Pregnancy has its own risks and exposes HCPs and the fetus to the possibility of infection. All pregnant women should be counseled on their risk for HIV. It is recommended that all pregnant patients are screened for HIV. The HCP should discuss their options for testing. All pregnant patients should be tested for HIV during the first prenatal appointment, and those at high risk should be tested again at 36 weeks of gestation. Treatment can begin immediately to reduce the risk of transmission to the fetus. In some states, HCPs caring for pregnant women must ensure HIV counseling and testing for each woman seeking prenatal care. While less common, HIV can be spread from mother to child during pregnancy, birth, or breastfeeding. If mothers are screened early, treatment with ARVs can decrease the risk of transmission to their babies. During treatment, PK enhancers such as cobicistat (Tyboost) are not recommended for use in pregnant patients (CDC, 2021b).
As treatment options improve, patients diagnosed with HIV are living longer. At the end of 2016, 48% of individuals diagnosed with HIV were over 50, and 8% were over 65. HIV treatment in older patients comes with additional challenges. Older individuals are more likely to experience serious non-HIV complications. As the individual ages, they also acquire more comorbid conditions increasing the need for medical intervention. Due to physiological changes, older adults are more susceptible to side effects and adverse drug effects. Polypharmacy is also more prevalent as an individual ages, increasing the risk of drug-drug interactions (NIH, 2022).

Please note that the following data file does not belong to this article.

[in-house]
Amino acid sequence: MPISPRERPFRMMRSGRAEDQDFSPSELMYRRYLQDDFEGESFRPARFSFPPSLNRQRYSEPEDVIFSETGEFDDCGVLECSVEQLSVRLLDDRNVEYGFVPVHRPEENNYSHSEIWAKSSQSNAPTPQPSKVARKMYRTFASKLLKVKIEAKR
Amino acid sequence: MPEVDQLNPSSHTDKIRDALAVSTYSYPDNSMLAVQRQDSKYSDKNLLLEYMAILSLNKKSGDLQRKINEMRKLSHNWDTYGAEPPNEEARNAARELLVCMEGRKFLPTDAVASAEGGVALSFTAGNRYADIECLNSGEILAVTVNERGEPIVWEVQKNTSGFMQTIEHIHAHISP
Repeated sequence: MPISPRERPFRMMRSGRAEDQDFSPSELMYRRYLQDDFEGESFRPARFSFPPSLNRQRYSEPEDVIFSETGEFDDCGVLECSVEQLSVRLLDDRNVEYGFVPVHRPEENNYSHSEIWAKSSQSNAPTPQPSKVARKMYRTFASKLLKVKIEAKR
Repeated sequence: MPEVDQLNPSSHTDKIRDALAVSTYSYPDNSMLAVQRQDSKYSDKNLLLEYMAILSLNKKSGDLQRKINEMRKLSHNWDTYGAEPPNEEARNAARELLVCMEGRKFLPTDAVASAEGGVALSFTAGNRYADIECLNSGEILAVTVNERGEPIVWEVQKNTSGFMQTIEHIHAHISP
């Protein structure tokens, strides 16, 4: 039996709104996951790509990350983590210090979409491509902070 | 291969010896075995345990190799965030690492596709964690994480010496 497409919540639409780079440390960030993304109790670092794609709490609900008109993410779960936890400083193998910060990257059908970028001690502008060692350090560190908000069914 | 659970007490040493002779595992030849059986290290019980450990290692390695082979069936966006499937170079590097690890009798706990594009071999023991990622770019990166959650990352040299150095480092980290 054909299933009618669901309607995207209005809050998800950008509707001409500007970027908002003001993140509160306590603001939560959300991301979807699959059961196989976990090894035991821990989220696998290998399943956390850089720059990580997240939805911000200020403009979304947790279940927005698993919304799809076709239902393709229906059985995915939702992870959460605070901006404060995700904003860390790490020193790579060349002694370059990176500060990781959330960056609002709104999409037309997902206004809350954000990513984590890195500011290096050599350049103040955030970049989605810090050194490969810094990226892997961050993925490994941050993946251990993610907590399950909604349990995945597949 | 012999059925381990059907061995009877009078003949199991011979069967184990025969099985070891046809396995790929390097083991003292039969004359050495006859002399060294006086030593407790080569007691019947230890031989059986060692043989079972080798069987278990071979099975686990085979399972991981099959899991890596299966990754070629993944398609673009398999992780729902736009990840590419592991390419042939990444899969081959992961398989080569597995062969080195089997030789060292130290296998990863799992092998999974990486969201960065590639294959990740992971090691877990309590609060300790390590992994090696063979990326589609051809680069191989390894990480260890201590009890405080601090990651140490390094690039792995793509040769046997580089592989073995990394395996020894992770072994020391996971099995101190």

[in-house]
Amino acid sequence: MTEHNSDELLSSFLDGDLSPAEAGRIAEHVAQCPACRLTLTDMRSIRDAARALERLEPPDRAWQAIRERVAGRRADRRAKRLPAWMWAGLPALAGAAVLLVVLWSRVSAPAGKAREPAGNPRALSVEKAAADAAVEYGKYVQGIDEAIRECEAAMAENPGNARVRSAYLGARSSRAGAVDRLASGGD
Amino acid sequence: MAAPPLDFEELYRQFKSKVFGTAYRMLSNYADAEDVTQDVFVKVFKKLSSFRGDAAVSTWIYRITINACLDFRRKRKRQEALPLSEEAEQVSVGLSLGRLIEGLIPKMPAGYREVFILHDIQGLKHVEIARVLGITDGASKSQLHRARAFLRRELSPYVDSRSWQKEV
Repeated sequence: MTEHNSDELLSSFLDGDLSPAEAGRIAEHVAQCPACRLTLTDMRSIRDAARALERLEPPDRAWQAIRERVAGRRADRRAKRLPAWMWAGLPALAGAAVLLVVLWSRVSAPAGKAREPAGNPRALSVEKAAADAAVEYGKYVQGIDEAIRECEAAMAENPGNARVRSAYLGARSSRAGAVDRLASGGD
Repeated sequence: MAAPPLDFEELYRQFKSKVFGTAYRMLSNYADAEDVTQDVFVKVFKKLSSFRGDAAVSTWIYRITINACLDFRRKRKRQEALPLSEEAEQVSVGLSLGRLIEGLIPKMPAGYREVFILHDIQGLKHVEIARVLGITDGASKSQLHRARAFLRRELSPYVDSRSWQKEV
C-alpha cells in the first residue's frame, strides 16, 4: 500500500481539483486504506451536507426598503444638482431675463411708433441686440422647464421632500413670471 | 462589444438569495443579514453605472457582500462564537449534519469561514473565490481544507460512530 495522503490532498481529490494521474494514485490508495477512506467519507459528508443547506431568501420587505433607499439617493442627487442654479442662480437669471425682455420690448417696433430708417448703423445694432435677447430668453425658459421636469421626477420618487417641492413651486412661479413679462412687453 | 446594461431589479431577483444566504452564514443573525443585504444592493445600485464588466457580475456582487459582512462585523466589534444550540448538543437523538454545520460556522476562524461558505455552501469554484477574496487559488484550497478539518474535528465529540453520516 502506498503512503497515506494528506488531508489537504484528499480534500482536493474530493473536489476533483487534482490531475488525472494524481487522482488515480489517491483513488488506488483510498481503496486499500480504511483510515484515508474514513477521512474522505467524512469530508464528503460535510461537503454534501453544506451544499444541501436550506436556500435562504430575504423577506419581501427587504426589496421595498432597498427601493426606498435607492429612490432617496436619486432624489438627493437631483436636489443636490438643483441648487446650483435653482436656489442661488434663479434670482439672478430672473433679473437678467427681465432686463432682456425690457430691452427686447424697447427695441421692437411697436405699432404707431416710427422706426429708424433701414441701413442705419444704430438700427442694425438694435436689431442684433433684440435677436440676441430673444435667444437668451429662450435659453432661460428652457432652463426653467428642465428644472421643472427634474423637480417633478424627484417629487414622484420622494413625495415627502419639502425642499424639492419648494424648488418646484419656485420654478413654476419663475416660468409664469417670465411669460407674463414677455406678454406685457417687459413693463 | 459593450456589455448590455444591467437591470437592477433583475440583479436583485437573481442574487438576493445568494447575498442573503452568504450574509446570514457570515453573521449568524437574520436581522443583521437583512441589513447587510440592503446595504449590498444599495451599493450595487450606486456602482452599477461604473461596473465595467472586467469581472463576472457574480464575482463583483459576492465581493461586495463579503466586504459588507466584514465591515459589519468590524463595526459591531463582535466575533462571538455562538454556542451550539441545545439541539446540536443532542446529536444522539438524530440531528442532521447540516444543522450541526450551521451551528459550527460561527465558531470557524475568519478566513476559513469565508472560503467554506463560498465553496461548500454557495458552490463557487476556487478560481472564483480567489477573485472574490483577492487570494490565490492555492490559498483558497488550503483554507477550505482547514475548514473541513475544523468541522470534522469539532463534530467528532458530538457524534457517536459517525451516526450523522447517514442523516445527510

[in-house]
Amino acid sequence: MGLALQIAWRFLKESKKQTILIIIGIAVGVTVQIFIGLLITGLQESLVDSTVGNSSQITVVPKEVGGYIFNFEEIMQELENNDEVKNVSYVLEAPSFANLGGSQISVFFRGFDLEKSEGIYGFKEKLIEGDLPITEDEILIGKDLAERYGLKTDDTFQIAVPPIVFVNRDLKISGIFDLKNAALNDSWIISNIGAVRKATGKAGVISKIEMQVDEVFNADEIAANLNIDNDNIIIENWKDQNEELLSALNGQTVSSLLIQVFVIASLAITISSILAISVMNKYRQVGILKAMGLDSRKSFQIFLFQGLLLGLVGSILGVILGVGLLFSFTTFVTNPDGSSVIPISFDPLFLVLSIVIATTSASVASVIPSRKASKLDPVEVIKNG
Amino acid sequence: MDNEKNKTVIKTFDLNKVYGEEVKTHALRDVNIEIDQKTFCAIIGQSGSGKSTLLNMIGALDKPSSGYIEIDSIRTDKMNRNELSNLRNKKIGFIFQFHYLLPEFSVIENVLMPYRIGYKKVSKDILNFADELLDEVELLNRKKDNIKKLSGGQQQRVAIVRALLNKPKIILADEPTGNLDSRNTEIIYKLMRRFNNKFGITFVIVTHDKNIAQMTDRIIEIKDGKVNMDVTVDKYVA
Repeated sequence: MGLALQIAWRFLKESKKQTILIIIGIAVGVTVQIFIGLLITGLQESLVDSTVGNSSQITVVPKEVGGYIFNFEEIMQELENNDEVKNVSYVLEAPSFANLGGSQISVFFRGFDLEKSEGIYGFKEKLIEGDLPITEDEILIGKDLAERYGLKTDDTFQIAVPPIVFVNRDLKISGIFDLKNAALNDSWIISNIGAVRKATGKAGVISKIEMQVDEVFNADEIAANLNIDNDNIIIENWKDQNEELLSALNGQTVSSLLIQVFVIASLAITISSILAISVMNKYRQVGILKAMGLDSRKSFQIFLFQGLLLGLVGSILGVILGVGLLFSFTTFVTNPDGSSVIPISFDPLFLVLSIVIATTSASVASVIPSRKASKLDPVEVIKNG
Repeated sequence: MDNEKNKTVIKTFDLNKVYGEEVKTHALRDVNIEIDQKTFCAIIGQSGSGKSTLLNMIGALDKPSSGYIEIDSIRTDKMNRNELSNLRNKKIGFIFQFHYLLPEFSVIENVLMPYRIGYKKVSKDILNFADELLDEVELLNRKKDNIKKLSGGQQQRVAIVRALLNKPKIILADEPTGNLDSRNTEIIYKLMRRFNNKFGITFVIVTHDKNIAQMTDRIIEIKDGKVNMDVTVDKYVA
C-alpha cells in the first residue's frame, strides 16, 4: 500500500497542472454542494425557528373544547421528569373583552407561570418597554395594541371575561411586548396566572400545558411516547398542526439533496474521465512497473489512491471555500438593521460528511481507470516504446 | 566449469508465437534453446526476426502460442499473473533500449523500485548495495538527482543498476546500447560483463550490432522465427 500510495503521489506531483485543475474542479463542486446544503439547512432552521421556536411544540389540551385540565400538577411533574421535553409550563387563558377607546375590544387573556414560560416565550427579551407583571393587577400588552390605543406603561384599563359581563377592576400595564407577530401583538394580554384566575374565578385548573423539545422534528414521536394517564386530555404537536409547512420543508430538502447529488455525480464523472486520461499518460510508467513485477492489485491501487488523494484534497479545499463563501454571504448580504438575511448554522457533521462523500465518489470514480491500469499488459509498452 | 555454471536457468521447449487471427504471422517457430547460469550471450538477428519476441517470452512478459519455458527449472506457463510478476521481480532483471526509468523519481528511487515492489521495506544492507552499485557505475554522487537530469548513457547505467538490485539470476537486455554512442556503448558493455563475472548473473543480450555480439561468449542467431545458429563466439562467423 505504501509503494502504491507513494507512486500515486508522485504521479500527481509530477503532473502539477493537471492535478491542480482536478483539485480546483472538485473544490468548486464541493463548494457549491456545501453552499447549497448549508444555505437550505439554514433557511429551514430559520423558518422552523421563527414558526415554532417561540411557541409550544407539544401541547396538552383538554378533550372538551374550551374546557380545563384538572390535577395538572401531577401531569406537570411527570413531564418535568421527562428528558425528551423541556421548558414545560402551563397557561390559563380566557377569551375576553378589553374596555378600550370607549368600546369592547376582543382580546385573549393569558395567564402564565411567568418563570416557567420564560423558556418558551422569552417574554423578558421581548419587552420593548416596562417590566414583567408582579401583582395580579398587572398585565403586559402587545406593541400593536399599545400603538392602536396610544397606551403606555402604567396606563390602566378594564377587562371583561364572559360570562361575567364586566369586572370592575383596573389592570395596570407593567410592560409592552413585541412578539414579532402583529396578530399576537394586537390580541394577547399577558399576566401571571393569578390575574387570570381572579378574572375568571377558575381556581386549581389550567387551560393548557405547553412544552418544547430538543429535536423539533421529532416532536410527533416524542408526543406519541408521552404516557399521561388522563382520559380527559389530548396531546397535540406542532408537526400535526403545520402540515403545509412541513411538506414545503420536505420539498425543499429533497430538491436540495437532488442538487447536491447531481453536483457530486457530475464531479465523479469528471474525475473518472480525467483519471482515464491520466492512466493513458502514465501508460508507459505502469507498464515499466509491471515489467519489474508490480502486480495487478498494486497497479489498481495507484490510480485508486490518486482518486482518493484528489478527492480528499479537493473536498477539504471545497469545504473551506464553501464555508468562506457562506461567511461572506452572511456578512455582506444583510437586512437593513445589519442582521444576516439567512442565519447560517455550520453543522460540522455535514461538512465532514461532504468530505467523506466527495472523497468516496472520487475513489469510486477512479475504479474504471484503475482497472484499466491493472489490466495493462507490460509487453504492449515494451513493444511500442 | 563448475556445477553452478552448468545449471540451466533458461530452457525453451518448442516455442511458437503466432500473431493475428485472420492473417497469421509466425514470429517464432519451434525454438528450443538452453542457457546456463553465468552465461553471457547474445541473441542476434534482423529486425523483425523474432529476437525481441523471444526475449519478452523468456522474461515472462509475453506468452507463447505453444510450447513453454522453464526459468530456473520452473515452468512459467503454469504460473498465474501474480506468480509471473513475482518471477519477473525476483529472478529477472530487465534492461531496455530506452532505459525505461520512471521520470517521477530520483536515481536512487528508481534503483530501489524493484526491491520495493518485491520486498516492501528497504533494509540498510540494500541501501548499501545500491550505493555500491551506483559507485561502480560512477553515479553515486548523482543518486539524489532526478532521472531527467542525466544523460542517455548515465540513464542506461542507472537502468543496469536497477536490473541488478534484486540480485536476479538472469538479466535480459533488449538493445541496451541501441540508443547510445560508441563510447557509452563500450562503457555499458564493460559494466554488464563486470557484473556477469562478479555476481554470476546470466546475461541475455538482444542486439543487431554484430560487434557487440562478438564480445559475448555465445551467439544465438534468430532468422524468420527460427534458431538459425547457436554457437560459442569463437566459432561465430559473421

Although many older adults engage in risky behavior that puts them at risk of HIV exposure, most HCPs perceive this population to be at low risk of HIV infection, delaying testing. In this population, a late diagnosis of HIV leads to delayed initiation of ART. In 2016, 36% of individuals over 55 met the criteria for AIDS at the time of HIV diagnosis. This is compared to 16% of adults 25-34 and 27% of adults 35-44 (NIH, 2022).
Centers for Disease Control and Prevention. (2016). Infection control. https://www.cdc.gov/infectioncontrol/basics/standard-precautions.html
Centers for Disease Control and Prevention. (2020). HIV transmission. https://www.cdc.gov/hiv/basics/transmission.html
Centers for Disease Control and Prevention. (2021a). Diagnostic tests: Newer, improved HIV tests allow for earlier HIV detection. https://www.cdc.gov/hiv/clinicians/screening/diagnostic-tests.html
Centers for Disease Control and Prevention. (2021b). HIV infection: Detection, counseling, and referral. https://www.cdc.gov/std/treatment-guidelines/hiv.htm
Centers for Disease Control and Prevention. (2021c). Monitoring selected national HIV prevention and care objectives by using HIV surveillance data United States and 6 dependent areas, 2019: Technical notes. https://www.cdc.gov/hiv/library/reports/hiv-surveillance/vol-26-no-2/content/technical-notes.html
Centers for Disease Control and Prevention. (2021d). Treatment, care, and prevention for people with HIV. https://www.cdc.gov/hiv/clinicians/treatment/treatment-clinicians.html#TASP
Centers for Disease Control and Prevention. (2022a). Benefits of routine screening. https://www.cdc.gov/hiv/clinicians/screening/benefits.html
Centers for Disease Control and Prevention. (2022b). HIV and AIDS timeline. https://npin.cdc.gov/pages/hiv-and-aids-timeline#1980
Centers for Disease Control and Prevention. (2022c). Post-exposure prophylaxis (PEP). https://www.cdc.gov/hiv/clinicians/prevention/pep.html
Centers for Disease Control and Prevention. (2022d). Resources for people with HIV. https://www.cdc.gov/hiv/basics/livingwithhiv/resources.html
Centers for Disease Control and Prevention. (2022e). Terms, definitions, and calculations used in CDC HIV surveillance publications. https://www.cdc.gov/hiv/statistics/surveillance/terms.html
Dudek, S. G. (2018). Nutrition essentials for nursing practice (8th ed.). Wolters Kluwer.
Hinkle, J. L., Cheever, K. H., & Overbaugh, K. (2021). Brunner & Suddarth's textbook of medical-surgical nursing (15th ed.). Wolters Kluwer.